TAKE SOME RISKS
Even the most risk-averse person should have some fun when building their dream home. Maybe you’re not ready to wallpaper all the ceilings. Fine. But get on board with the glass and metal trends and employ both on your staircase. In fact, why not create a fabulous, floating staircase? Too contemporary? Consider patterned woods, intricate wood designs, or an iron-and-steel combination. (On a side note, you might only need to do one staircase. It seems fewer new homes have two sets of stairs because they take up so much square footage.)
The powder bath is also a great place to try a bold wallpaper, daring paint color, or outrageous tile and hardware. There’s nothing better than stepping into an unexpected and divine powder bath. But what if you hate it? That’s a drag, but it’s not the end of the world. “It’s such a small space, so it’s not significant to change it. That’s why it’s a good place to take chances,” Michael Munir says.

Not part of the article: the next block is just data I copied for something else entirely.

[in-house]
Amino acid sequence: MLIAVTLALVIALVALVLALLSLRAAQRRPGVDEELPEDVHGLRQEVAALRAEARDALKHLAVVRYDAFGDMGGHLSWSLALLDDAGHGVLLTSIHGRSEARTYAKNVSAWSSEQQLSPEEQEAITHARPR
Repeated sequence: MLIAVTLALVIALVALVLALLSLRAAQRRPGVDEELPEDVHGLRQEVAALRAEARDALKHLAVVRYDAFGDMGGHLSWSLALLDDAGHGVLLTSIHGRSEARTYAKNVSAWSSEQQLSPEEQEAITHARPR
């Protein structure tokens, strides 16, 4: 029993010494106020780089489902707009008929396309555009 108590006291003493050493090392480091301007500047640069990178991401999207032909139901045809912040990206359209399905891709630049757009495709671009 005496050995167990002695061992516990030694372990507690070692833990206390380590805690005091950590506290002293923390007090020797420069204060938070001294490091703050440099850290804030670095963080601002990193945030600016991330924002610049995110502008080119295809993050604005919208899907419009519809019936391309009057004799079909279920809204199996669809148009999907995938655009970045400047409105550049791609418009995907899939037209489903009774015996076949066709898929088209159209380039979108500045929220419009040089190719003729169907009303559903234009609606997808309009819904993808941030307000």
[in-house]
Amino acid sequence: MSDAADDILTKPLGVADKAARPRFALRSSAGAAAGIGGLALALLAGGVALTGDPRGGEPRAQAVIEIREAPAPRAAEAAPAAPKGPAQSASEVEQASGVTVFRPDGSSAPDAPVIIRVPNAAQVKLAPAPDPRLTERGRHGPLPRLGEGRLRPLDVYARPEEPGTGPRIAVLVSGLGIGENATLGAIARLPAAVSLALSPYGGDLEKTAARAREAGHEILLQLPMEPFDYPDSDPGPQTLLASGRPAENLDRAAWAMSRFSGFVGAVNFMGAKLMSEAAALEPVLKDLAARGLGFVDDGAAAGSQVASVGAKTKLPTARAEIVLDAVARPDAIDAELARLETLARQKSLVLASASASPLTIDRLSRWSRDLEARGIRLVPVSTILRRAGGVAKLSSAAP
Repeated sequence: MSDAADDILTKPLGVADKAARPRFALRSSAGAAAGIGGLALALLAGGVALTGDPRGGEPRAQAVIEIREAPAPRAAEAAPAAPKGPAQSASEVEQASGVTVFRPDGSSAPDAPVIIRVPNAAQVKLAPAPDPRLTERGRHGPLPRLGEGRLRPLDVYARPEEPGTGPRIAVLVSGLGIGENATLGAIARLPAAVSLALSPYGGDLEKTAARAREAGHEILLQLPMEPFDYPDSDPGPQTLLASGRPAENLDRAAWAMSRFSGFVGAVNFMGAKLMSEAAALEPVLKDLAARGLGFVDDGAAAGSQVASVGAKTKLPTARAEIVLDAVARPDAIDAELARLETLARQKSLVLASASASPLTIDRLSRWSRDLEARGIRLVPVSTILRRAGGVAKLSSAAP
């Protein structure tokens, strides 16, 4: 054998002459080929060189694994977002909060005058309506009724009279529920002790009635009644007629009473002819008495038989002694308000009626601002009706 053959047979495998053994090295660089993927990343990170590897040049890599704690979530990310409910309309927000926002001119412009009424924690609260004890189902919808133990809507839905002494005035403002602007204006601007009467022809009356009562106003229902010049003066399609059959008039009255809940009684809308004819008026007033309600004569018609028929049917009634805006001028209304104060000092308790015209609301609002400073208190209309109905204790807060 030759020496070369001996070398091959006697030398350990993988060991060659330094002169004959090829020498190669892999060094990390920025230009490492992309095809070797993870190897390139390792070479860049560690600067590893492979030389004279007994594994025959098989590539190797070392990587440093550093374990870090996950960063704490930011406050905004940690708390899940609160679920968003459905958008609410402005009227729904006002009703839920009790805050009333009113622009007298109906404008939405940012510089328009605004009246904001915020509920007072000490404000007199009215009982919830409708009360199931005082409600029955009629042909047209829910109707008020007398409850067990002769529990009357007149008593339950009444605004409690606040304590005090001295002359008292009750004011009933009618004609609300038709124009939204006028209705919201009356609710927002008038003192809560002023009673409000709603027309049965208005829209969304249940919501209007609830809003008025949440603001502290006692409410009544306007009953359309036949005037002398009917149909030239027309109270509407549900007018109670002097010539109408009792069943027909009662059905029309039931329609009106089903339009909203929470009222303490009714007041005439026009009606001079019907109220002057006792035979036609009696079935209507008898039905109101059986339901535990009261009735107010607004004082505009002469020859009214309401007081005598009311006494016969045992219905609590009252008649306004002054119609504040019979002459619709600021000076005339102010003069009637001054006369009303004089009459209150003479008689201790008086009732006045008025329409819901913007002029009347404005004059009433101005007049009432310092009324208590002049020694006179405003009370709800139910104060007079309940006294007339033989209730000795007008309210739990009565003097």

There has been a lot of talk about how the formal living and dining rooms have been eradicated from new homes, but that’s simply not true. The rooms still exist; they function differently. The formal living room is now more of a “parlor” or an “away room,” as in, “I have to get away from the televisions that seem to have shown up in every flipping room, including outdoor spaces, in this house.” Many people choose to make it multi-functional — it could be a library and a bar area. It could open to the patio and be more of a party room. The point is, it doesn’t disappear from the floor plan. It just becomes something that you’ll actually use for more than fancy-but-uncomfortable furniture storage.
Likewise, the designated dining room still exists, but it’s more open and casual. It could be the serving space for even more casual parties. Add bookcases, and, it, too could become a library.